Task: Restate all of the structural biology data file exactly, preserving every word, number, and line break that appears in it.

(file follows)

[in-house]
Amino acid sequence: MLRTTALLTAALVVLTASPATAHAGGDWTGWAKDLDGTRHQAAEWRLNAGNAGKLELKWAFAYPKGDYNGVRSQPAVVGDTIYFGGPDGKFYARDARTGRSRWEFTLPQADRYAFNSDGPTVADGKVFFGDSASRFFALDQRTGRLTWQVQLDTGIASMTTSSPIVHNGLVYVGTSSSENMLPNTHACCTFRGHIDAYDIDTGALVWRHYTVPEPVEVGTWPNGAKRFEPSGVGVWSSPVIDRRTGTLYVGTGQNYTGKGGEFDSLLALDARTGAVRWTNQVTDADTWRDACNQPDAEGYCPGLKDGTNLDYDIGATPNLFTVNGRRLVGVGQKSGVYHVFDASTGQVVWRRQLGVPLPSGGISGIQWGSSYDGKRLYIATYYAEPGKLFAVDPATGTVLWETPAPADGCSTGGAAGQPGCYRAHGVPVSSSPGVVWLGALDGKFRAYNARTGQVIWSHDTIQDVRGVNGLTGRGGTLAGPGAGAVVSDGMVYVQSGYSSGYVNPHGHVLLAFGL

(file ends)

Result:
[in-house]
Amino acid sequence: MLRTTALLTAALVVLTASPATAHAGGDWTGWAKDLDGTRHQAAEWRLNAGNAGKLELKWAFAYPKGDYNGVRSQPAVVGDTIYFGGPDGKFYARDARTGRSRWEFTLPQADRYAFNSDGPTVADGKVFFGDSASRFFALDQRTGRLTWQVQLDTGIASMTTSSPIVHNGLVYVGTSSSENMLPNTHACCTFRGHIDAYDIDTGALVWRHYTVPEPVEVGTWPNGAKRFEPSGVGVWSSPVIDRRTGTLYVGTGQNYTGKGGEFDSLLALDARTGAVRWTNQVTDADTWRDACNQPDAEGYCPGLKDGTNLDYDIGATPNLFTVNGRRLVGVGQKSGVYHVFDASTGQVVWRRQLGVPLPSGGISGIQWGSSYDGKRLYIATYYAEPGKLFAVDPATGTVLWETPAPADGCSTGGAAGQPGCYRAHGVPVSSSPGVVWLGALDGKFRAYNARTGQVIWSHDTIQDVRGVNGLTGRGGTLAGPGAGAVVSDGMVYVQSGYSSGYVNPHGHVLLAFGL